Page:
Three years on, have the Christie Commission’s recommendations for public sector change been delivered , asks Dave Watson
On 29 June, 2011, the Christie Commission on the Future Delivery of Public Services delivered its landmark report. It was a roadmap for reform and was accepted by the Scottish Government and most stakeholders. Three years on, we need to check that we haven’t lost our way.
Last year, the Scottish Parliament’s local government committee highlighted serious concerns about the pace and direction of reform.
It said: “The best examples of public service reform arise when local communities and front-line staff are fully engaged in the process of designing and procuring services. We are sceptical of the value of top-down or centrally driven changes of services.”
That bottom-up vision was an essential element of the Christie Commission report.
The creation of Police Scotland is a good example of how centralisation can mean losing that vital community engagement.
The council tax freeze and ring fencing is turning local authorities into the administrative arm of central government rather than the innovative local leader that Christie envisaged. Colleges have been regionalised away from local communities.
Health and care integration was used by Christie to make the case for local integration. The new framework does allow a degree of local choice, although ministers retain extensive powers to direct and intervene. Changes to criminal justice social work follow a similar model, but at least another centralising quango option was rejected. Community planning reforms do offer the opportunity to develop local solutions, but with so many key services delivered by national quangos, local engagement is limited.
Another key Christie theme was preventative spending. When money has been available, the Scottish Government has prioritised long-term gains such as early years’ provision and free school meals for P1-3.
However, shifting finance to preventative spending is beyond challenging when £6 billion is being slashed from the Scottish budget and public bodies are putting sticking plasters on collapsing services.
The inequality that Christie highlighted is still with us, undermining every policy initiative.
From a workforce perspective, the Christie recommendations still seem some way off. On the plus side, we see fewer consultants with their Blue Peter-style “here’s one we prepared earlier” approach.
However, bottom-up design of services is far from common. Government legislation all too often largely ignores the workforce component, giving the impression that services are delivered by robots.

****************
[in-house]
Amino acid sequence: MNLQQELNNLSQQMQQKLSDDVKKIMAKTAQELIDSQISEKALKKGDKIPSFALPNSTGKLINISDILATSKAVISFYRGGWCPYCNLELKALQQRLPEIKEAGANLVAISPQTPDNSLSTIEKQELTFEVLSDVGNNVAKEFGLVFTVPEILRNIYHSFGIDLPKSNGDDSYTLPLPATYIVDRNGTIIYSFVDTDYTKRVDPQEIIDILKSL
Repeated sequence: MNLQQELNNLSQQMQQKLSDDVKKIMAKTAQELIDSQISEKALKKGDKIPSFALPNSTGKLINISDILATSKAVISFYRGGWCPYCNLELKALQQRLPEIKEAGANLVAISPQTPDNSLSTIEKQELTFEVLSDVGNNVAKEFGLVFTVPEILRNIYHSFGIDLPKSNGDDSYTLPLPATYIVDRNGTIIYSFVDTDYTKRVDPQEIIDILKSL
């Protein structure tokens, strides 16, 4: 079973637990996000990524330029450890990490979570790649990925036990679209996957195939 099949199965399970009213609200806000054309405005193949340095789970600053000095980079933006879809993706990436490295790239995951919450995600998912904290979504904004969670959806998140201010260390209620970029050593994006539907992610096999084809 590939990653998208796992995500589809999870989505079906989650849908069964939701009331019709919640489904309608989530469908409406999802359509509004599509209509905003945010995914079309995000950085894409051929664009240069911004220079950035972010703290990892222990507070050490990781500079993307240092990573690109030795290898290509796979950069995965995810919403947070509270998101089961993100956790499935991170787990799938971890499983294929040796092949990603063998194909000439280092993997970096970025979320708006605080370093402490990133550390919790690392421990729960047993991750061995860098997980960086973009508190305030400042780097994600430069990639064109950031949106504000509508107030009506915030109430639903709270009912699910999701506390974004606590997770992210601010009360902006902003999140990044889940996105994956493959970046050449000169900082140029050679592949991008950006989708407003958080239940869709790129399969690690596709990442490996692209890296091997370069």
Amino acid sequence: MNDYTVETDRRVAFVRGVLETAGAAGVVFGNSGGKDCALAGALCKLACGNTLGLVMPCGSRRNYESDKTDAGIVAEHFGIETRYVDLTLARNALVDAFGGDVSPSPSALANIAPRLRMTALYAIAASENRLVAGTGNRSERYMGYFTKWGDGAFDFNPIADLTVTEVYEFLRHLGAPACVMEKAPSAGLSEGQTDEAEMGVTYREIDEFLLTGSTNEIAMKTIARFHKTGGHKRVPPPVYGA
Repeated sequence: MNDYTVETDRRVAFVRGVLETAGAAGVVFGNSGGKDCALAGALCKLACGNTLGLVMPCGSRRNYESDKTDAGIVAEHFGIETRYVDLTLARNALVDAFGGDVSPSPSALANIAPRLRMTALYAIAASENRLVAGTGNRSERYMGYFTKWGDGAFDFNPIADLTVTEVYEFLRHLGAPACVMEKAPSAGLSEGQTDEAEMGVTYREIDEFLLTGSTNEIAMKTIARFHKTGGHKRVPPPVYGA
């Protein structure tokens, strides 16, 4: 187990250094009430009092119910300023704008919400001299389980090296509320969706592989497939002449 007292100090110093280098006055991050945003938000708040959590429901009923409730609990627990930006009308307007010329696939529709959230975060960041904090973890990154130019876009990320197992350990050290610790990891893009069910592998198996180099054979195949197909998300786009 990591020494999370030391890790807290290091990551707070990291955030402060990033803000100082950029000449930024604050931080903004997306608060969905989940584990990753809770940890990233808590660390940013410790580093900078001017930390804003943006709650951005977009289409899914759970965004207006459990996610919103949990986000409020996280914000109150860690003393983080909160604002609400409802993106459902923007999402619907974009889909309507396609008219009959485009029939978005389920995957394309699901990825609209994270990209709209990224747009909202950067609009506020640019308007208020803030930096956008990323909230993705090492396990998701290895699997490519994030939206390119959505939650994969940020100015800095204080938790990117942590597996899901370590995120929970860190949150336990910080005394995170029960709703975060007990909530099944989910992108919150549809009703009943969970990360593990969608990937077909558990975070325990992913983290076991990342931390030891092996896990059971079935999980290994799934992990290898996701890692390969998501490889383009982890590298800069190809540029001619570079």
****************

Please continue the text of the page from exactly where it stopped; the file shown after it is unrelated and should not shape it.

There is no workforce strategy that creates a framework to stop everyone reinventing the wheel in every service change. The Christie “one public service worker” concept is nowhere to be seen.
It has been argued that behaviours and risk aversion are barriers to change. But public service workers see this more as a “blame culture” problem. If you want people to be innovative and take risks, you have to accept that they won’t all work out and allow space for failure. Exhortations to adopt a “can-do” approach sound a little thin when 50,000 public sector jobs have been cut and many more are to go.
The public sector workforce is all too often having to cut corners and drop the very preventative work Christie rightly put so much value on. Staff surveys show clearly that workers have huge concerns over the standard of service they are delivering, with few feeling fully engaged.
There has been a big loss in trust and respect in senior managers, which probably reflects the distance of many now from service delivery, due to de-layering in management structures. Calls for “strong leadership” are simply rhetoric and encourage the opposite of the Christie model of staff and user engagement in service design.
While change is difficult in the current environment, it isn’t impossible. There are good examples of services that are trying to follow the Christie model. Scotland is small enough to develop a workforce strategy that provides a framework for reform, creating the space for local innovation and design.
We should be using staff governance to put engagement and good work at its core – empowering staff and service users, utilising the public service ethos that Christie championed.
Three years on from his report, Campbell Christie would have hoped for more.
However, he was a pragmatist who understood how difficult change would be in a period dominated by the austerity economics he detested.
In the foreword to his report, he said that public services “are central to achieving the fair and just society to which we aspire”. Public services are delivered by people and that’s where we should refocus our efforts.
• Dave Watson is the head of bargaining and campaigns at UNISON Scotland and was an expert adviser to the Christie Commission